The moon

, Volume 16, Issue 4, pp 389–423 | Cite as

Basaltic magmatism and the bulk composition of the moon

I.Major and Heat-Producing Elements
  • A. E. Ringwood


The lunar interior is comprised of two major petrological provinces: (1) an outer zone several hundred km thick which experienced partial melting and crystallization differentiation 4.4–4.6 b.y. ago to form the lunar crust together with an underlying complementary zone of ultramafic cumulates and residua, and (2) the primordial deep interior which was the source region for mare basalts (3.2–3.8 b.y.) and had previously been contaminated to varying degrees with highly fractionated material derived from the 4.4–4.6 b.y. differentiation event. In both major petrologic provinces, basaltic magmas have been produced by partial melting. The chemical characteristics and high-pressure phase relationships of these magmas can be used to constrain the bulk compositions of their respective source regions.

Primitive low-Ti mare basalts (e.g., 12009, 12002, 15555 and Green Glass) possessing high normative olivine and high Mg and Cr contents, provide the most direct evidence upon the composition of the primordial deep lunar interior. This composition, as estimated on the basis of high pressure equilibria displayed by the above basalts, combined with other geochemical criteria, is found to consist of orthopyroxene + clinopyroxene + olivine with total pyroxenes > olivine, 100 MgO/(MgO + FeO) = 75–80, about 4% of CaO and Al2O3 and 2× chondritic abundances of REE, U and Th. This composition is similar to that of the earth's mantle except for a higher pyroxene/olivine ratio and lower 100 MgO/(MgO + FeO).

The lunar crust is believed to have formed by plagioclase elutriation within a vast ocean of parental basaltic magma. The composition of the latter is found experimentally by removing liquidus plagioclase from the observed mean upper crust (gabbroic anorthosite) composition, until the resulting composition becomes multiply saturated with plagioclase and a ferromagnesian phase (olivine). This parental basaltic composition is almost identical with terrestrial oceanic tholeiites, except for partial depletion in the two most volatile components, Na2 and SiO2. Similarity between these two most abundant classes of lunar and terrestrial basaltic magmas strongly implies corresponding similarities between their source regions. The bulk composition of the outer 400 km of the Moon as constrained by the 4.6-4.4 b.y. parental basaltic magma is found to be peridotitic, with olivine > pyroxene, 100 MgO/ (MgO + FeO) ∼ 86, and about 2× chondritic abundances of Ca, Al and REE. The Moon thus appears to have a zoned structure, with the deep interior (below 400 km) possessing somewhat higher contents of FeO and SiO2 than the outer 400 km. This zoned model, derived exclusively on petrological grounds, provides a quantitative explanation of the Moon's mean density, moment of inertia and seismic velocity profile.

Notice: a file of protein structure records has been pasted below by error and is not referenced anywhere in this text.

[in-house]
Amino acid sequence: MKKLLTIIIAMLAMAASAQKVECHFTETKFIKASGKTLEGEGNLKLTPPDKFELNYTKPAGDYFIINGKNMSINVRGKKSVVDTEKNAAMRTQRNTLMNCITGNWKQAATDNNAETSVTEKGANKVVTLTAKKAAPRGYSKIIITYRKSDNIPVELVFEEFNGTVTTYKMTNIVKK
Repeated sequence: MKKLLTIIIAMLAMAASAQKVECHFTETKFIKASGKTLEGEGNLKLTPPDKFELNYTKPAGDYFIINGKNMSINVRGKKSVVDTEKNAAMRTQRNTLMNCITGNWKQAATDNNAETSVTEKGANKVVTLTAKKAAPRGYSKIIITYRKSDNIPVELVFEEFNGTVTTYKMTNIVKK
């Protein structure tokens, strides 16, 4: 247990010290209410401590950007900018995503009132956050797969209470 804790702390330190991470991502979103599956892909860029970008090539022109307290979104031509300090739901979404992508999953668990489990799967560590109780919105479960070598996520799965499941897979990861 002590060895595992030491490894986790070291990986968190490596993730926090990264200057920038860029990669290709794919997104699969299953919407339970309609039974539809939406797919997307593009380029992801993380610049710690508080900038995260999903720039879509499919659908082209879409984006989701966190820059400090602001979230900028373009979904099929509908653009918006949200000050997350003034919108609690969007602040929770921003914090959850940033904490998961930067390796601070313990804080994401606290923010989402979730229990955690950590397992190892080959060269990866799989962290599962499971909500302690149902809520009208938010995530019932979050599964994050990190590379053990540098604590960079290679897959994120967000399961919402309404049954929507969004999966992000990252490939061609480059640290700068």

The bulk composition of the entire Moon, thus obtained, is very similar to the pyrolite model composition for the Earth's mantle, except that the Moon is depleted in Na (and other volatile elements) and somewhat enriched in iron. The similarity in major element composition extends also to the abundances of REE, U and Th. These compositional similarities, combined with the identity in oxygen isotope ratios between the Moon and the Earth's mantle, are strongly suggestive of a common genetic relationship.


Olivine Bulk Composition Basaltic Magma Mare Basalt Lunar Crust 
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Copyright information

© D. Reidel Publishing Company 1977

Authors and Affiliations

  • A. E. Ringwood
    • 1
  1. 1.Research School of Earth SciencesAustralian National UniversityCanberraAustralia

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